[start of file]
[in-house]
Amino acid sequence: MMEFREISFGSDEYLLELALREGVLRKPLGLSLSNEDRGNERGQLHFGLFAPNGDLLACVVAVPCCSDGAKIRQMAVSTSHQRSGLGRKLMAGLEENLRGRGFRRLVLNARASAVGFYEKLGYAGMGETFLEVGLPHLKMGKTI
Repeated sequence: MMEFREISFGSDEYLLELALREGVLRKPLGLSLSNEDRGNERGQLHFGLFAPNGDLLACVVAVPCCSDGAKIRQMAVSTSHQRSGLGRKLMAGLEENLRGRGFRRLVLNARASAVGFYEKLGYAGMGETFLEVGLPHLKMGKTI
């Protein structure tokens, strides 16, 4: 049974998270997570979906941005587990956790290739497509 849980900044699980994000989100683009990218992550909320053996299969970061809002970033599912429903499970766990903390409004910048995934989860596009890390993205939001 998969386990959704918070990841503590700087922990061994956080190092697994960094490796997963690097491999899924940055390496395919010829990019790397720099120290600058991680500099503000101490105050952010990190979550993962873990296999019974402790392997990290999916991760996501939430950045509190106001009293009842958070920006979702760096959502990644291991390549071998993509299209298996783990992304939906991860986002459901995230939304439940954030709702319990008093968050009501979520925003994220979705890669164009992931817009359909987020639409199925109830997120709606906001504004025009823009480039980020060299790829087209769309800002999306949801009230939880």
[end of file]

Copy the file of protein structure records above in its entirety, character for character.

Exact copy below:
[in-house]
Amino acid sequence: MMEFREISFGSDEYLLELALREGVLRKPLGLSLSNEDRGNERGQLHFGLFAPNGDLLACVVAVPCCSDGAKIRQMAVSTSHQRSGLGRKLMAGLEENLRGRGFRRLVLNARASAVGFYEKLGYAGMGETFLEVGLPHLKMGKTI
Repeated sequence: MMEFREISFGSDEYLLELALREGVLRKPLGLSLSNEDRGNERGQLHFGLFAPNGDLLACVVAVPCCSDGAKIRQMAVSTSHQRSGLGRKLMAGLEENLRGRGFRRLVLNARASAVGFYEKLGYAGMGETFLEVGLPHLKMGKTI
């Protein structure tokens, strides 16, 4: 049974998270997570979906941005587990956790290739497509 849980900044699980994000989100683009990218992550909320053996299969970061809002970033599912429903499970766990903390409004910048995934989860596009890390993205939001 998969386990959704918070990841503590700087922990061994956080190092697994960094490796997963690097491999899924940055390496395919010829990019790397720099120290600058991680500099503000101490105050952010990190979550993962873990296999019974402790392997990290999916991760996501939430950045509190106001009293009842958070920006979702760096959502990644291991390549071998993509299209298996783990992304939906991860986002459901995230939304439940954030709702319990008093968050009501979520925003994220979705890669164009992931817009359909987020639409199925109830997120709606906001504004025009823009480039980020060299790829087209769309800002999306949801009230939880």